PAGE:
Asian stocks jump on Yellen easy-money remarks

Associated Press
A man walks outside a securities firm in Tokyo, Wednesday, Feb. 12, 2014. Tokyo stocks jumped in early trading Wednesday, a day after a surge on Wall Street that followed reassurance from the new head of the U.S. Federal Reserve about continued low-interest rate policies. (AP Photo/Junji kurokawa)
.

View photo

A man walks outside a securities firm in Tokyo, Wednesday, Feb. 12, 2014. Tokyo stocks jumped in early trading Wednesday, a day after a surge on Wall Street that followed reassurance from the new head of the U.S. Federal Reserve about continued low-interest rate policies. (AP Photo/Junji kurokawa)

TOKYO (AP) — Global stocks were higher Wednesday after the new head of the U.S. Federal Reserve vowed a continuation of low interest rates. Stronger Chinese trade figures and the shelving of another U.S. debt limit battle also boosted markets.

Gains in Asia outpaced Europe where trading was more muted. Britain's FTSE 100 added 0.1 percent to 6,680.93 and France's CAC 40 rose 0.3 percent to 4,294.79. Germany's DAX climbed 0.5 percent to 9,522.13. Futures augured a higher open on Wall Street, with Dow and S&P 500 futures both up 0.1 percent.

Yellen's remarks worked to calm some of the jitters in global markets about slowing growth in China, the world's No. 2 economy.

"Basically, it's all about her comments," said Takuya Takahashi, strategist at Daiwa Securities Co. in Tokyo.

Worries about China's economy were also eased after the government reported faster growth in imports and exports for January.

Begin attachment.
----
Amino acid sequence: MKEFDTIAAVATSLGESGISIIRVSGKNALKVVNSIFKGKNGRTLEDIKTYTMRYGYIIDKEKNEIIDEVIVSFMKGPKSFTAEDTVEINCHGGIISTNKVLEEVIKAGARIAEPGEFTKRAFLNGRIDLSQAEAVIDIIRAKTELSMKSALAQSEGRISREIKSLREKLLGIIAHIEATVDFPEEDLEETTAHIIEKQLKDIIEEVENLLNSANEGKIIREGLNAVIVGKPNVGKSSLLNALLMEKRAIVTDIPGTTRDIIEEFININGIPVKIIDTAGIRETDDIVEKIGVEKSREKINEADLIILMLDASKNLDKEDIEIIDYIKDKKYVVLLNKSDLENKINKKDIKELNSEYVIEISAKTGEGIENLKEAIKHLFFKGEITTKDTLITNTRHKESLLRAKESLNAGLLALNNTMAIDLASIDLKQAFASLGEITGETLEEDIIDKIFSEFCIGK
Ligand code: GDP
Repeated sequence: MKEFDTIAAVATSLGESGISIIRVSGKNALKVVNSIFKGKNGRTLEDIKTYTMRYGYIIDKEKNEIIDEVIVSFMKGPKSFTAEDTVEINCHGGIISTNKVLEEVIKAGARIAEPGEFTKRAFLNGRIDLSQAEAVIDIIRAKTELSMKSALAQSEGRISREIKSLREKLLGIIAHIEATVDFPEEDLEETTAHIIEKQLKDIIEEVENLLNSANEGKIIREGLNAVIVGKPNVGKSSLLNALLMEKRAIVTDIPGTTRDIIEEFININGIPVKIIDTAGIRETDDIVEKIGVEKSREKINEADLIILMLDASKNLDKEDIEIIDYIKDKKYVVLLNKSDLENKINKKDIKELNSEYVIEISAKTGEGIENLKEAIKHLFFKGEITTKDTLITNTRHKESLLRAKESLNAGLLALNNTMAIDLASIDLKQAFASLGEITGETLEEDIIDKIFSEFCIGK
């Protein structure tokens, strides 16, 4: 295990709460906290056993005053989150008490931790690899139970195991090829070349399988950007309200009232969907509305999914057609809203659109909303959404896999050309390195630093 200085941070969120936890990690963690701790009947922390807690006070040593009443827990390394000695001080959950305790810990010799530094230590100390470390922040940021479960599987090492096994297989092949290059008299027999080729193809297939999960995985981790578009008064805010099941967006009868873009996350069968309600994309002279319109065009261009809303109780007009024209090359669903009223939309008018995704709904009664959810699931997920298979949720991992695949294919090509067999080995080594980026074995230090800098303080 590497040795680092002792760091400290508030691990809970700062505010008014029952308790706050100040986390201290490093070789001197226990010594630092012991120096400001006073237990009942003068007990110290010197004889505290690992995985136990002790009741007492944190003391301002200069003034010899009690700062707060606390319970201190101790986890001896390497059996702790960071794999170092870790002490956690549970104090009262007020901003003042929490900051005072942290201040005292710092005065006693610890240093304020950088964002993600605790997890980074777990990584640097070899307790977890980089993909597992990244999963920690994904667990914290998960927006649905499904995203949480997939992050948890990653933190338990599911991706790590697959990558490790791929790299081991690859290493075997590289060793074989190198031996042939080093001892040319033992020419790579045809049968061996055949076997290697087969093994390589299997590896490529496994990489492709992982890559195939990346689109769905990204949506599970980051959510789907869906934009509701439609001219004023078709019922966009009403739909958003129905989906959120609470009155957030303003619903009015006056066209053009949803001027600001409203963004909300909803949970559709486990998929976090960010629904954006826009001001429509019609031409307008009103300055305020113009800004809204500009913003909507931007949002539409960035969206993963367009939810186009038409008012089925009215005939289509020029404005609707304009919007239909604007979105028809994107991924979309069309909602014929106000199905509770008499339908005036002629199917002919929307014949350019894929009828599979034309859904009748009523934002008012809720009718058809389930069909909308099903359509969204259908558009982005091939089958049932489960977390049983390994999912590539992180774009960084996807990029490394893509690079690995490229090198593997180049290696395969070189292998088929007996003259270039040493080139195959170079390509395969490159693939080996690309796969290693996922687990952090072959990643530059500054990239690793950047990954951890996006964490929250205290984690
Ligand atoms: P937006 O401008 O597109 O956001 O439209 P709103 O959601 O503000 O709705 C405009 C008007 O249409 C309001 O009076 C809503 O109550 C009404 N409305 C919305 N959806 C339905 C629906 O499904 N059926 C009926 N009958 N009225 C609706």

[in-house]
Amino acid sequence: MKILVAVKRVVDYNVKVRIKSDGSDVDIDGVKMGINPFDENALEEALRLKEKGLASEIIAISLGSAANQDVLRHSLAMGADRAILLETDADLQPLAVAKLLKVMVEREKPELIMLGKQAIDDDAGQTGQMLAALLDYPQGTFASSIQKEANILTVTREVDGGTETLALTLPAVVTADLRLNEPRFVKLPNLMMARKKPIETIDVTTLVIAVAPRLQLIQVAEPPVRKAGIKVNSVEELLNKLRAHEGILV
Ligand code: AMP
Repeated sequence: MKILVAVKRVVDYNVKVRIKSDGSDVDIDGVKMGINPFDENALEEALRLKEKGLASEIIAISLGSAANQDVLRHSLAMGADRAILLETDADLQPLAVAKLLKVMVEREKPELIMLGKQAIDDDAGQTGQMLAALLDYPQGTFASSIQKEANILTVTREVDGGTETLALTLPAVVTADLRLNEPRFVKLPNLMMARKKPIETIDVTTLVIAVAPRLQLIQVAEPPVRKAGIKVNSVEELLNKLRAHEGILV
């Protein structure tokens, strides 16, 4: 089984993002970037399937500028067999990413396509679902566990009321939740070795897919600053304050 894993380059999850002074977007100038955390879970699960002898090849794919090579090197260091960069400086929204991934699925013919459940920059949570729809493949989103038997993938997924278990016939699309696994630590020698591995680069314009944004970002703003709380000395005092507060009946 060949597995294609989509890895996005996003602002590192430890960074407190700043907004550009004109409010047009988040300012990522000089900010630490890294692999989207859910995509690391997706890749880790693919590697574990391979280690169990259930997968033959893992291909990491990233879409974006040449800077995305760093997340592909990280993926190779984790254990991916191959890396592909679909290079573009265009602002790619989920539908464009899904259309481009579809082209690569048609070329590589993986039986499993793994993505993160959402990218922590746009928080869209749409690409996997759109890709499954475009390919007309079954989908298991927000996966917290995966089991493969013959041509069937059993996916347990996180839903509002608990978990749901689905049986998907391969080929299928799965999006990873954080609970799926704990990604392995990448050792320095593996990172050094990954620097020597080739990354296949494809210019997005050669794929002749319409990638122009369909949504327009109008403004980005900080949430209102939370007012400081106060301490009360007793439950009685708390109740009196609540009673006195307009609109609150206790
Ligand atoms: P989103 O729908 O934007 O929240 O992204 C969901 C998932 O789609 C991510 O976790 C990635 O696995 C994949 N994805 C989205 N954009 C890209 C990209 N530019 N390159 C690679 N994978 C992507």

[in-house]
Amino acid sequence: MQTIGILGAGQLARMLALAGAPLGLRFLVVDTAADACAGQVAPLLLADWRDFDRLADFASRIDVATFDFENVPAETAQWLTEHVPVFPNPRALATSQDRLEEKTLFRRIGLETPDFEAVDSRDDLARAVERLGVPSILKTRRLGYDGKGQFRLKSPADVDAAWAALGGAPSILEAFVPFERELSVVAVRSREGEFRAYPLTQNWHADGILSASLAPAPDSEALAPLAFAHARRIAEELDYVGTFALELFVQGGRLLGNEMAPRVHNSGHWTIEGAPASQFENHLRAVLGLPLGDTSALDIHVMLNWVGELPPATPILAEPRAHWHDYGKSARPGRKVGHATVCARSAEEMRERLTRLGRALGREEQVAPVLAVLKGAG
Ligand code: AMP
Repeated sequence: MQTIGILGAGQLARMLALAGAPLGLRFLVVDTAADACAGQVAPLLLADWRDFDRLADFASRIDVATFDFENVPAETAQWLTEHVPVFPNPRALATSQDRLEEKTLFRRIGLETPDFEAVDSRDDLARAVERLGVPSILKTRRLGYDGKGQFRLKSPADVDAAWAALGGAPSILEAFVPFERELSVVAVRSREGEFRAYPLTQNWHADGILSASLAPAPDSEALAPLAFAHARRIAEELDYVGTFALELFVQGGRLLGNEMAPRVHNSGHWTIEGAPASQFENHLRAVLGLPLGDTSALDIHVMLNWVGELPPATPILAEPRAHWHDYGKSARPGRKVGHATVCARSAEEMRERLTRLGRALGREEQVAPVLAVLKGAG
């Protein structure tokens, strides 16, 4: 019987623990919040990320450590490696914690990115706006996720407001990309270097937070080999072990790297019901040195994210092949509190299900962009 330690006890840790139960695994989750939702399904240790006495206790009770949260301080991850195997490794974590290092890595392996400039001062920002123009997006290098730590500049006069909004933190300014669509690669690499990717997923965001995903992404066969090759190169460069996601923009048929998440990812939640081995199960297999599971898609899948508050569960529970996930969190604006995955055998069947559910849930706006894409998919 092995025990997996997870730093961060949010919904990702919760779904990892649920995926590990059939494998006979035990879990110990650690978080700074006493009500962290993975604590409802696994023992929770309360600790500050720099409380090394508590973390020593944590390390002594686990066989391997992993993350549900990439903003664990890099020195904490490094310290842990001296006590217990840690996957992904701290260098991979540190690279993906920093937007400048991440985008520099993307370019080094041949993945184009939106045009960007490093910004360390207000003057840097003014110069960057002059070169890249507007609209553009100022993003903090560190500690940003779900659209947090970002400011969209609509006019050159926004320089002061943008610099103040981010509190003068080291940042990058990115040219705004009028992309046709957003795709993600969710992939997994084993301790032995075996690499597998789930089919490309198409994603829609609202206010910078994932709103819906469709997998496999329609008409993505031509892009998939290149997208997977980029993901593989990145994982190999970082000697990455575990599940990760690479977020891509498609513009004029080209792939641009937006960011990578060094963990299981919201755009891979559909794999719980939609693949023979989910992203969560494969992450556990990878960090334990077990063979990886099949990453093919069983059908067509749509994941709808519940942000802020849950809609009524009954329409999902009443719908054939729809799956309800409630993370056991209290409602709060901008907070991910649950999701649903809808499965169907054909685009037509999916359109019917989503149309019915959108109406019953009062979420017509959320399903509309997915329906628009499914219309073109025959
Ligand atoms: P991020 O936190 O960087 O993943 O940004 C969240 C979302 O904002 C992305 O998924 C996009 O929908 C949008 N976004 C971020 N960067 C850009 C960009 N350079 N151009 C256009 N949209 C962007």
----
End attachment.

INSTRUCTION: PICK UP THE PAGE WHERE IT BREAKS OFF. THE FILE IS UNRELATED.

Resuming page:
Japan's Nikkei 225 gained 0.6 percent to finish at 14,800.06. Japanese markets were closed Tuesday for a national holiday.

Hong Kong's Hang Seng surged 1.5 percent to 22,285.79 and South Korea's Kospi added 0.2 percent to 1,935.84. Markets in Southeast Asia, Australia and India also gained.

China's Shanghai Composite Index was 0.3 percent higher.

Stock markets were also lifted by U.S. lawmakers avoiding another high-stakes battle over the government's debt limit, said Hiromichi Tamura, chief strategist at Nomura Securities Co. in Tokyo.

House Republicans backed away from a fight over the government's debt cap on Tuesday and permitted President Barack Obama's Democratic allies to drive quick passage of a measure to increase the government's borrowing so it can pay its bills and avoid a default ahead of the November elections

Benchmark U.S. crude for March delivery was up 58 cents to $100.53 a barrel in electronic trading on the New York Mercantile Exchange. It fell 12 cents to $99.94 on Tuesday.

In currency trading, the dollar cost 102.48 yen late afternoon in Asia, down slightly from 102.52 late Tuesday. The euro rose to $1.3640 from $1.3630.

___

Follow Yuri Kageyama on Twitter at twitter.com/yurikageyama

View Comments (7)